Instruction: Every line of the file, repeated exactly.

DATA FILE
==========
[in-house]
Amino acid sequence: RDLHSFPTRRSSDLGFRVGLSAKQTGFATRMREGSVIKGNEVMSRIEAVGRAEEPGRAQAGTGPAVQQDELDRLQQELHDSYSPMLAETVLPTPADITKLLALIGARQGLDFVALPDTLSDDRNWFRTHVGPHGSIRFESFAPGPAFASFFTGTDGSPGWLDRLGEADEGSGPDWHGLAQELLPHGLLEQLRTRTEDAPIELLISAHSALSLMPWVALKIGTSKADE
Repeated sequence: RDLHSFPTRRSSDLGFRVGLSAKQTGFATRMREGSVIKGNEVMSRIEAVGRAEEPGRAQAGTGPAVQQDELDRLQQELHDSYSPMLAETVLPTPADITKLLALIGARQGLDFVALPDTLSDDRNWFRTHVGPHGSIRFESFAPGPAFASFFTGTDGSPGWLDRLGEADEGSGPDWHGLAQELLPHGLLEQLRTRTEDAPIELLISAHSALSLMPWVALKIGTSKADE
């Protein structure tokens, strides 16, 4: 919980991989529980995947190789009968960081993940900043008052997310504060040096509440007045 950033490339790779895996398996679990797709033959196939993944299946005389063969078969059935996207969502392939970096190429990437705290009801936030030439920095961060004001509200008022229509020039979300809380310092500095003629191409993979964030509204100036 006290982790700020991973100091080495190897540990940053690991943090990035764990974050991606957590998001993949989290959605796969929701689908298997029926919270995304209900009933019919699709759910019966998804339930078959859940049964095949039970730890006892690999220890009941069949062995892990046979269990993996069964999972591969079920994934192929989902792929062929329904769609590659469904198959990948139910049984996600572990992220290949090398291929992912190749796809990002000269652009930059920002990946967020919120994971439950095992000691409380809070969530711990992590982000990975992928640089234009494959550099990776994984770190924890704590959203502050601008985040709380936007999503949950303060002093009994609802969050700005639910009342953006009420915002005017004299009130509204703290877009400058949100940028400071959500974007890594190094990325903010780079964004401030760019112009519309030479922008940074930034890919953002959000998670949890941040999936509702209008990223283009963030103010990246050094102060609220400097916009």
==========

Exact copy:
[in-house]
Amino acid sequence: RDLHSFPTRRSSDLGFRVGLSAKQTGFATRMREGSVIKGNEVMSRIEAVGRAEEPGRAQAGTGPAVQQDELDRLQQELHDSYSPMLAETVLPTPADITKLLALIGARQGLDFVALPDTLSDDRNWFRTHVGPHGSIRFESFAPGPAFASFFTGTDGSPGWLDRLGEADEGSGPDWHGLAQELLPHGLLEQLRTRTEDAPIELLISAHSALSLMPWVALKIGTSKADE
Repeated sequence: RDLHSFPTRRSSDLGFRVGLSAKQTGFATRMREGSVIKGNEVMSRIEAVGRAEEPGRAQAGTGPAVQQDELDRLQQELHDSYSPMLAETVLPTPADITKLLALIGARQGLDFVALPDTLSDDRNWFRTHVGPHGSIRFESFAPGPAFASFFTGTDGSPGWLDRLGEADEGSGPDWHGLAQELLPHGLLEQLRTRTEDAPIELLISAHSALSLMPWVALKIGTSKADE
């Protein structure tokens, strides 16, 4: 919980991989529980995947190789009968960081993940900043008052997310504060040096509440007045 950033490339790779895996398996679990797709033959196939993944299946005389063969078969059935996207969502392939970096190429990437705290009801936030030439920095961060004001509200008022229509020039979300809380310092500095003629191409993979964030509204100036 006290982790700020991973100091080495190897540990940053690991943090990035764990974050991606957590998001993949989290959605796969929701689908298997029926919270995304209900009933019919699709759910019966998804339930078959859940049964095949039970730890006892690999220890009941069949062995892990046979269990993996069964999972591969079920994934192929989902792929062929329904769609590659469904198959990948139910049984996600572990992220290949090398291929992912190749796809990002000269652009930059920002990946967020919120994971439950095992000691409380809070969530711990992590982000990975992928640089234009494959550099990776994984770190924890704590959203502050601008985040709380936007999503949950303060002093009994609802969050700005639910009342953006009420915002005017004299009130509204703290877009400058949100940028400071959500974007890594190094990325903010780079964004401030760019112009519309030479922008940074930034890919953002959000998670949890941040999936509702209008990223283009963030103010990246050094102060609220400097916009």